Monday, July 1, 2019

Boring But Important, The End Of The Beginning

Patience Should Be Practiced Alongside Celebration

A few months ago I penned a couple of pieces (here and here) about Tennessee v Blair, more formally known as Tennessee Wine and Spirits Retailers Association v. Russell F. Thomas (formerly v. Zackary Blair.) This was a case that was then being heard before the Supreme Court and which I predicted would uphold the status quo. I was wrong, and that could be good news for consumers who like to shop for wine at stores in other states.

Late June is when most rulings come from the bench and last week was no different. While
gerrymandering and census questions dominated the airwaves, the Court also handed down a decisive 7-2 ruling in the case, striking down  Tennessee’s arcane (and brazenly protectionist) requirement that applicants for alcohol retail licenses be residents of the state for a minimum of 2 years. In other words, out-of-towners are not welcome to set up shop here - locals only.

This is a relevant ruling because, at its core is the rub between the Constitution’s commerce clause and a state law that discriminates against out of state businesses which, by the way, is far from unique in the US.  Though this ruling is great news for Total Wine, who will almost certainly rush to expand into Tennessee, its implications for other states are just that: implications.

What wine-loving proponents of this decision hope is that this ruling will help bust through the many state laws (including here in Ohio) that prohibit out-of-state retailers from shipping to consumers in-state. There are two ways for these decades-old laws to be dismantled: through the passage of new legislation and/or through attacking the laws in court. However, patience should be practiced along side celebration.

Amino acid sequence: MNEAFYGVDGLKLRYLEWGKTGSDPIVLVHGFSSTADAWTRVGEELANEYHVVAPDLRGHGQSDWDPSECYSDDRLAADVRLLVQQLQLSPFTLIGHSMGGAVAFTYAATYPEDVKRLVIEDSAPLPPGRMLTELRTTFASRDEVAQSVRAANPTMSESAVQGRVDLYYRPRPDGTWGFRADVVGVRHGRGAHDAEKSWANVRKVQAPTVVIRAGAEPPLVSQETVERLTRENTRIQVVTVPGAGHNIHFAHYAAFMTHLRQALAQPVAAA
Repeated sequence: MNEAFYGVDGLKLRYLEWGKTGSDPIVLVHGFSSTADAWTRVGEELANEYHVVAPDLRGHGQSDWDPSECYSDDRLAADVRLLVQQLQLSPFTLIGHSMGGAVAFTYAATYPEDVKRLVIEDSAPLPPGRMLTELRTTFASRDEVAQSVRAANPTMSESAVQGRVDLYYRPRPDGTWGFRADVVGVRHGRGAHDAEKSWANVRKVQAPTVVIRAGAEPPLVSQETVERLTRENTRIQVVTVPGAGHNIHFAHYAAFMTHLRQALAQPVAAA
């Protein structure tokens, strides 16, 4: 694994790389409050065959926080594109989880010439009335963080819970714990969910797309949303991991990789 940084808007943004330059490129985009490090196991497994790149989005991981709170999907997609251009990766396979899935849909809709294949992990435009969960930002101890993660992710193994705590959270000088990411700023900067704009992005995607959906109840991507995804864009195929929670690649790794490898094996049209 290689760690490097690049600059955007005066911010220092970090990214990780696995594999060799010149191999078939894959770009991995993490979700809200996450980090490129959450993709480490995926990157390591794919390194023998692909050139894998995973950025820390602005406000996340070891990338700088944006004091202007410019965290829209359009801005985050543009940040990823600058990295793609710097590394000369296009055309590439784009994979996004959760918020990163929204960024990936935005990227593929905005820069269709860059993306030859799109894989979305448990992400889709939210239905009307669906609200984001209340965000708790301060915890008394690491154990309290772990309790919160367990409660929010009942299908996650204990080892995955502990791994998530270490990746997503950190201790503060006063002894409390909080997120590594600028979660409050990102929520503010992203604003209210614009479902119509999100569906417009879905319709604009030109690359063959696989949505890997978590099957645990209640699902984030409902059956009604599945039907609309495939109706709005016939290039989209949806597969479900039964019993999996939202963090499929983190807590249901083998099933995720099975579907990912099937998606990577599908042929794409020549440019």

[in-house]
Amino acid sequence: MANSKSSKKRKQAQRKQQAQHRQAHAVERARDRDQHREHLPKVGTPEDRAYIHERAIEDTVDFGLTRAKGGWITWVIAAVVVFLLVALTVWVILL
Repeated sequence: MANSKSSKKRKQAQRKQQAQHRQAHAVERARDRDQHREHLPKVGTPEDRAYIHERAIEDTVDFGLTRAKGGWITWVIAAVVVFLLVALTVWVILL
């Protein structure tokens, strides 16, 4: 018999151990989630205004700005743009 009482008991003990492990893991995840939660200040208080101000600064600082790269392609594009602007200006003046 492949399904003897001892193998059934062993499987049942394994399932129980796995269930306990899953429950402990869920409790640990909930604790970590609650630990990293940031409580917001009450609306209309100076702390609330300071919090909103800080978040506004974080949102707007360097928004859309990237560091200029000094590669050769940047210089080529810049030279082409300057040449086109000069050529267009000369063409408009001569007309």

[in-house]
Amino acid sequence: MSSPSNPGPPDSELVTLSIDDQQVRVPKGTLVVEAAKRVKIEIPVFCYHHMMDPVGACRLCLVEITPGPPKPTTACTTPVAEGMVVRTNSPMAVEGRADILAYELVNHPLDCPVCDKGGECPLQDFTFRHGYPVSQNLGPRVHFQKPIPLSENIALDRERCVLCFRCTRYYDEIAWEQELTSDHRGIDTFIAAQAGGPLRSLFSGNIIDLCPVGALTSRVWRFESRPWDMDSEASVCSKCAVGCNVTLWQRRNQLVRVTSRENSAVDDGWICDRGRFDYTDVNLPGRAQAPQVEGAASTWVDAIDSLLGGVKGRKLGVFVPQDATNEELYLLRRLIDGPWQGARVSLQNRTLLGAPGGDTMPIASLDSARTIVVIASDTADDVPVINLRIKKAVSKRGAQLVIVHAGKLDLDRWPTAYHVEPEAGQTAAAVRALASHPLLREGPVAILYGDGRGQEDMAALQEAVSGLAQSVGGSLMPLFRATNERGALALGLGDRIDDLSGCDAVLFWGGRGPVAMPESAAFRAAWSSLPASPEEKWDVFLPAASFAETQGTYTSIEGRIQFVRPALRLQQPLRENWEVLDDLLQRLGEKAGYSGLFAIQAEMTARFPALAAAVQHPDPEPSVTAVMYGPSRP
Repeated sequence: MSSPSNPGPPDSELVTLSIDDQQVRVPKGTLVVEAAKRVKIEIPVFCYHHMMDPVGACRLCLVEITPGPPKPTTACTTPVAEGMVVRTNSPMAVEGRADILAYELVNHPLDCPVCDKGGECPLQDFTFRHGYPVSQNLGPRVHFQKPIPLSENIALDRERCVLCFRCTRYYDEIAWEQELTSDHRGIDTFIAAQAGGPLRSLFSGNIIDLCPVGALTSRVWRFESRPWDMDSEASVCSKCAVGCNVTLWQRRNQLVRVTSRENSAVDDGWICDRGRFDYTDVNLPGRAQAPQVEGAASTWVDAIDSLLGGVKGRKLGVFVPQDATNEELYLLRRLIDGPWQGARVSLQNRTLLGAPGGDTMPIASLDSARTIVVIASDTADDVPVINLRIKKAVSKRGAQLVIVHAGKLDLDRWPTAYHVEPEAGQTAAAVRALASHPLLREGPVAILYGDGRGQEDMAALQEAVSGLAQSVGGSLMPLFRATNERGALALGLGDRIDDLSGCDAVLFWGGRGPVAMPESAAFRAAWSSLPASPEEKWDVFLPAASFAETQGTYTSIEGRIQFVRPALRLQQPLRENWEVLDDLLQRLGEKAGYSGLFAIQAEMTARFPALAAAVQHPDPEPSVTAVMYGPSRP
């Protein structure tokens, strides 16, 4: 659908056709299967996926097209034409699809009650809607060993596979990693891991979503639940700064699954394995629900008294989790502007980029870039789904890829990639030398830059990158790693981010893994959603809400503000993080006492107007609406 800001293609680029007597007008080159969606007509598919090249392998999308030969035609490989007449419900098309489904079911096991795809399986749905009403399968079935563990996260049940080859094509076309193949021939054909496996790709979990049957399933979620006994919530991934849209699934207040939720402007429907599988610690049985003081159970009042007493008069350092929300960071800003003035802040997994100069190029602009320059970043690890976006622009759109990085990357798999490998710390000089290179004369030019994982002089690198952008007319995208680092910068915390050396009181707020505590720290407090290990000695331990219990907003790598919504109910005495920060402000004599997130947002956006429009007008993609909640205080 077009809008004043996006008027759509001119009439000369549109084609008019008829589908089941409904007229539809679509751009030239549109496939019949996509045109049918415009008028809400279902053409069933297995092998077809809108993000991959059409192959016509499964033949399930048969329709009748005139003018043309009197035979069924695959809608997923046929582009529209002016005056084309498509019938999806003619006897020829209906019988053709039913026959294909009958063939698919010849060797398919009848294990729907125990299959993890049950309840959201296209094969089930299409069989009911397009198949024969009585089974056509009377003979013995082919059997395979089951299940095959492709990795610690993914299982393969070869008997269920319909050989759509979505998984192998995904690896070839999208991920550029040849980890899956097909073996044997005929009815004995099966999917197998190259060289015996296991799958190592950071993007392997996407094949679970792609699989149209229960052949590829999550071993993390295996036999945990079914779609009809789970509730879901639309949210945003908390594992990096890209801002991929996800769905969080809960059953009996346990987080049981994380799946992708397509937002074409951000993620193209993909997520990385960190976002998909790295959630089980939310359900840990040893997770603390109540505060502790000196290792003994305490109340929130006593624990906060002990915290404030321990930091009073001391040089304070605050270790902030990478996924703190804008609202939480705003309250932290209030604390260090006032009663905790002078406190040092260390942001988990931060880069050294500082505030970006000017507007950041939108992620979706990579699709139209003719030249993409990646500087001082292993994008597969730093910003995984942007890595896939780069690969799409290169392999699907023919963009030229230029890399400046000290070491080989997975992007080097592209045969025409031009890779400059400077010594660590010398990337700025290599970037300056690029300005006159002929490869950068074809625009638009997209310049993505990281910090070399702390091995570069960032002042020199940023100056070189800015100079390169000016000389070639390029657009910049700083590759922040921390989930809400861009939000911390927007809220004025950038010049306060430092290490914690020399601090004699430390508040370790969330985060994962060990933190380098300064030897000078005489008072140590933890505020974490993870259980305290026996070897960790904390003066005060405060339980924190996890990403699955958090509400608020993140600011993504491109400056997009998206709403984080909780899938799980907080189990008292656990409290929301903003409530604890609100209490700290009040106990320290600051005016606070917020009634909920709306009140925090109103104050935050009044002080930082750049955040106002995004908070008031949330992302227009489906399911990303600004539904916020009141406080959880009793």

It is highly unlikely that state legislators will take the initiative, particularly considering that these laws have benefited the constituents of what is often the most generous campaign contribution and lobbying force in each state: the Wine & Beer Wholesalers Association. And though there are likely to be plenty of parties with standing to challenge local laws on Constitutional grounds, such fights require deep pockets and tremendous upside to whomever is picking up the tab.

Moreover, and as recalled in the Spectator article linked to below, we have a contemporary example of the high court issuing a wine-centric ruling that didn’t have a watershed impact: Granholm v Heald, “...which prohibits state wine-shipping laws from discriminating between in-state and out-of-state wineries.”

Though things have certainly improved in the intervening 14 years since Granholm was decided, you’d be hard-pressed to describe the current patchwork quilt of state regulations as fluid or open.  In other words, there’s case law, and there’s state law, and there’s how things work in the real world. Aligning those three can’t happen overnight, and won’t happen without some kicking and screaming and dragging of feet. Only a fool would underestimate the influence of the Wine & Beer Wholesalers Associations. This brief Wine Spectator article does a pretty good job of summarizing the salient points, including the opinions of the Justices who voted in favor of striking it down, and those dissenting.

In the meantime, pop some popcorn with your champagne and watch the slowly unfolding march towards liberated wine commerce.

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